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Penn State’s recruiting in Maryland and New Jersey over the past decade


James Franklin and his staff, thus far, have made good on Franklin’s brashness that Maryland and New Jersey are “in state.” Not only did they need all of two weeks on the job to pillage flip Rutgers’ highest-rated (per 2014 recruit from the Scarlet Knights’ back yard, the PSU staff has already nabbed four of New Jersey’s top 10-rated players in the 2015 Class (Rutgers’ highest is No. 18). In Maryland, the early returns have been similarly gloomy for the fellow Big Ten newcomer Terrapins – Penn State has verbal commitments from two of the top five-rated prospects (three overall) from just across the Mason-Dixon Line. Randy Edsall’s team has none of the top 10 in-state players.


The sample size is ridiculously small, and none of these “commitments” means anything until signing day in February. But that said, the early returns suggest that Maryland and Rutgers’ inclusion into the Big Ten will only help the Nittany Lions hold down their traditional recruiting footholds in those areas. Even more impressive, they are doing it without former recruiting wiz and assistant coach Larry Johnson, who, er, dominated the Washington D.C.-Maryland-Virginia recruiting area.


Some of Penn State’s best players over the years have hailed from Maryland or New Jersey. Some of the Lions’ best teams over the years were stocked with players from those states. Even over the past decade (and on the current 2014 team, as we examined yesterday, the JeseryLand is a boon for Penn State), the areas’ importance cannot be understated when it comes to PSU’s success.


I went through incoming recruiting classes back to 2004. I counted the 2015 verbal commitments, which, of course, are still pending. (All recruiting class information is courtesy of research on’s Penn State commitment lists over the years). (For the purposes of this blog, I went straight by the “Location” listed on these charts… I was not going to get into the whole where-was-he-born/where-did-he-go-to-prep-school/where-did-he-go-to-high-school parsing minutia).


Over that 12-year span, Penn State signed 61 recruits from either New Jersey or Maryland (an average of just more than five per season) – split remarkably down the middle with 31 from the Garden State and 30 from, well, whatever Maryland’s nickname is. (Complete list below).


That’s an average of more than five incoming scholarship players per year from NJ/MD – over that time span, Pennsylvania accounts for 74 players, or 6.2 per incoming class. When you eliminate 2004 and ’05 from the discussion and use just the past 10 years, the score is PA 57, NJ/MD 54. Almost equal.


(As I mentioned yesterday, the combined approximate populations of Pennsylvania’s 12.8 million and New Jersey-plus-Maryland’s 14.8 million are close enough to use as a comparison as equals).


Only two incoming classes did NOT include a New Jersey signee (2007 and ’08) and only one did not have a Maryland native player (’07). The most combined came in 2006, when half of the 24 signees that year were from MaryJers. Five were from NJ that year (most of any class I looked at) – the most in a year from Maryland was the eight in 2009.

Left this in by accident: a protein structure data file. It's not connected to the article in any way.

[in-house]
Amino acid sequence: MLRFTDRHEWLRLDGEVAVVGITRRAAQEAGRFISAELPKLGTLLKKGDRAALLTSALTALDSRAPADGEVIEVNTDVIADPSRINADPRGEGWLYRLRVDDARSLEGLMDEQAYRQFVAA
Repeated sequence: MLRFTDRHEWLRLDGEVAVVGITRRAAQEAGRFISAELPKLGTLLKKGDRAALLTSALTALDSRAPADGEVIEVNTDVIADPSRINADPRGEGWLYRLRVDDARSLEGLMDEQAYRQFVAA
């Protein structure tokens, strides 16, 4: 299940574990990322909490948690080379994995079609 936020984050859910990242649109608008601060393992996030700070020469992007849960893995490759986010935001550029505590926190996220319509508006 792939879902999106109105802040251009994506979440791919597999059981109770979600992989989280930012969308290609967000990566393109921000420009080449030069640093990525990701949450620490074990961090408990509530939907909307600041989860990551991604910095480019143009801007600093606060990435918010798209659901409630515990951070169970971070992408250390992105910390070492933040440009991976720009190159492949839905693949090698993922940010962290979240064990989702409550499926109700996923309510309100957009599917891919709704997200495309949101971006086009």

In fact, 2009 had a combined 11 players from NewMary, including future standouts Gerald Hodges, Glenn Carson, Sean Stanley and Malcolm Willis.


Counting 2015’s verbals, if you go back to 2006, in those 10 recruiting seasons, only four times has Penn State signed more Pennsylvania kids than it did those from MaryJers. In 2011, it was five prospects from PA and five from NJ/MD; only in 2013, ’07 and ’08 did Keystone Staters trump these two neighboring states when it came to PSU signees.


Unless Rutgers or Maryland will be able to make any better inroads into Pennsylvania now that they’re in the Big Ten, it would seem that these numbers can only be seen as troubling for Terrapins coach Randy Edsall and Scarlet Knights coach Kyle Flood. Even without Johnson, Franklin & Co. seem willing and able to keep Penn State’s strongholds in these areas – areas that are now within their conference’s footprint.




Signed recruits to Penn State in each of the past 12 seasons, by state (per

(*-2015 numbers are for verbal commitments as of June 11, 2014 – verbal commitments are non-binding, and class could grow or change)



2015*: 2

‘14: 2

‘13: 1

‘12: 4

‘11: 2

‘10: 1

‘09: 8

‘08: 0

‘07: 0

‘06: 7

‘05: 1

‘04: 1



New Jersey

2015*: 4

‘14: 4

‘13: 3

‘12: 2

‘11: 3

‘10: 1

‘09: 3

‘08: 1

‘07: 0

‘06: 5

‘05: 3

‘04: 2




2015*: 6

‘14: 3

‘13: 5

‘12: 4

‘11: 5

‘10: 7

‘09: 7

‘08: 6

‘07: 8

‘06: 6

‘05: 7

‘04: 10



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Author: Chris Adamski

Chris Adamski joined Trib Total Media's Steelers coverage team in 2014 after spending two seasons on the Penn State football beat for the Trib. Before that, he had worked in Pittsburgh sports media for more than a decade, extensively covering the Steelers, Pirates, Penguins, Pitt, Duquesne and the WPIAL.

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